The “3-6-3 Rule” is a slang term that humorously describes a simplified approach to banking operations, particularly during a certain era. While it’s not a formal or regulatory rule, the term is used to capture a traditional and somewhat stereotypical view of how banks operated in the past. Here’s a breakdown of the 3-6-3 Rule:

1. **Pay 3% Interest:**
– Banks were often associated with paying a 3% interest rate on deposits. This aspect of the rule suggests that banks would attract deposits by offering a 3% interest rate to depositors.

2. **Loan at 6% Interest:**
– The second part of the rule implies that banks would lend money to borrowers at a 6% interest rate. This created a spread of 3 percentage points between the interest paid on deposits and the interest charged on loans.

3. **Hit the Golf Course by 3 PM:**
– The final part of the rule humorously suggests that, with the banking activities of paying 3% interest on deposits and lending at 6%, bankers could complete their work early and enjoy leisure activities, such as hitting the golf course, by 3 PM.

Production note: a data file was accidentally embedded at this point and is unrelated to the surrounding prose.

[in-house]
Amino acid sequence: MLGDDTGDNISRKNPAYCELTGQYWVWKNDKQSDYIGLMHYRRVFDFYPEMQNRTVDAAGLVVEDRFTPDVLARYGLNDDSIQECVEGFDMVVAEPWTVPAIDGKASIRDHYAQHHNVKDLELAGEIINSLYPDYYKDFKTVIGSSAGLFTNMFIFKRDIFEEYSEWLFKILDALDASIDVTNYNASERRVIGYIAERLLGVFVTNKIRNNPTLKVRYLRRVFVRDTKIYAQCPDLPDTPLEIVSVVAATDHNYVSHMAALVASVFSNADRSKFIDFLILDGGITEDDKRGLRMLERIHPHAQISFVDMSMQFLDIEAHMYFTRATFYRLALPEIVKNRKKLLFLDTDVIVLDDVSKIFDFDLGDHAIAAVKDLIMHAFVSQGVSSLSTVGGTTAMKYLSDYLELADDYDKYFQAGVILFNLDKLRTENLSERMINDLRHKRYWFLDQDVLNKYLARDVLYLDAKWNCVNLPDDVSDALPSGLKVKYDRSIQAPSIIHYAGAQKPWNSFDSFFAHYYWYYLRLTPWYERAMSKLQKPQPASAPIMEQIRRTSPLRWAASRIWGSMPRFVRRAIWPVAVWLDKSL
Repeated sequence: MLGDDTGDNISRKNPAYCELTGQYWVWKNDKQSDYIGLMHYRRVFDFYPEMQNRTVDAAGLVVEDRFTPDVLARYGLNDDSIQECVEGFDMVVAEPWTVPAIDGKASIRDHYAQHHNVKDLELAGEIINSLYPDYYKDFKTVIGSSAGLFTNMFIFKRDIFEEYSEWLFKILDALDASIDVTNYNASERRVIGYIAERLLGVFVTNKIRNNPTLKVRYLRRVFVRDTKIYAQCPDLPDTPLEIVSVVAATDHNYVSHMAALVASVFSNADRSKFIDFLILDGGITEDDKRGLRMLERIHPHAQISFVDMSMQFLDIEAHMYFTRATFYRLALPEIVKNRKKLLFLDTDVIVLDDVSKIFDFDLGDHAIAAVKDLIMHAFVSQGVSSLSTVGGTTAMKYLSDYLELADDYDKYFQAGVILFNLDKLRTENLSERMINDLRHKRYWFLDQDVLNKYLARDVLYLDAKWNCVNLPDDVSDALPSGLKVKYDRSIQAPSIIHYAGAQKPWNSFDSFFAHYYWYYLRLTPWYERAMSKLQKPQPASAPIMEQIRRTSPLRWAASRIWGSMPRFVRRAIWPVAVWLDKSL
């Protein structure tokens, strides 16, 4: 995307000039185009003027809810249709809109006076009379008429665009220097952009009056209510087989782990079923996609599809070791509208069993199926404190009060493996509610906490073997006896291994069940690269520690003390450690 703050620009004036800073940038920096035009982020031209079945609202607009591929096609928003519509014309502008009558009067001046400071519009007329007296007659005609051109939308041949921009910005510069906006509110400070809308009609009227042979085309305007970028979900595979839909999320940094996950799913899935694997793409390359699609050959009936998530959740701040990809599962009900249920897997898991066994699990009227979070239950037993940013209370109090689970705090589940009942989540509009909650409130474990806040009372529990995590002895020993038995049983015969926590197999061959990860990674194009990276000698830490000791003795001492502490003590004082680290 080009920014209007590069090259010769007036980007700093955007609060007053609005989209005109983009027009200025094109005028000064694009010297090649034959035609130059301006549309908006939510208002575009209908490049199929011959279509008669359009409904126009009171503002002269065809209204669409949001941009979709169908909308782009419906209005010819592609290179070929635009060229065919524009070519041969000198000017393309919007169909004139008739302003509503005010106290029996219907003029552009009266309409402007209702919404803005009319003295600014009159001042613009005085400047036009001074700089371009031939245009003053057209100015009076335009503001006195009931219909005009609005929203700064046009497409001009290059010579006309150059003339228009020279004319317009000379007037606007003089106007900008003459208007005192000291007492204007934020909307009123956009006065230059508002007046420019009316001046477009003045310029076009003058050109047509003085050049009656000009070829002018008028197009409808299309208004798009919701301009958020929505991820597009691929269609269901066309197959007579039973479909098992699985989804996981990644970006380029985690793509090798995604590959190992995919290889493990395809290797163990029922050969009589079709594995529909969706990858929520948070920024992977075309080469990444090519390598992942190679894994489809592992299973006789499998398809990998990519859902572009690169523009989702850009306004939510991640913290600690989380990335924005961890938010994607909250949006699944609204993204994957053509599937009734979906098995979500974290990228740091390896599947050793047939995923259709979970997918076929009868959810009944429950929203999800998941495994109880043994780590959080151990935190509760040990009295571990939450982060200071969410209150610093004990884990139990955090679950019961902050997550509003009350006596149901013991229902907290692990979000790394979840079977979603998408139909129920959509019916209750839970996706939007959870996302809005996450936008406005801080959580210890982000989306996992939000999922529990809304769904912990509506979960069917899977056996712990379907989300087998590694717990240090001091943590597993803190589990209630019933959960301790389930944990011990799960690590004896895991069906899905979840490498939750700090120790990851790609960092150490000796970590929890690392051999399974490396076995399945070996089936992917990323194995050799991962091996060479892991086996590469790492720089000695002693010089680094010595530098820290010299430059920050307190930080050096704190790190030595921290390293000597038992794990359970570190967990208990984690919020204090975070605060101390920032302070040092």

This phrase is often used to illustrate a simpler time in banking when interest rates were more stable, banking operations were less complex, and there was a perceived ease in making a profit through traditional lending and deposit activities.

While the 3-6-3 Rule is a humorous and somewhat nostalgic way of characterizing the banking industry, it is important to note that banking operations and practices have evolved significantly over time. In today’s dynamic financial environment, banks engage in a wide range of activities beyond traditional lending and deposit-taking, including investment banking, asset management, and various financial services. Additionally, interest rates are influenced by a variety of factors and can fluctuate based on economic conditions and monetary policy. The simplicity implied by the 3-6-3 Rule no longer captures the full scope of modern banking operations.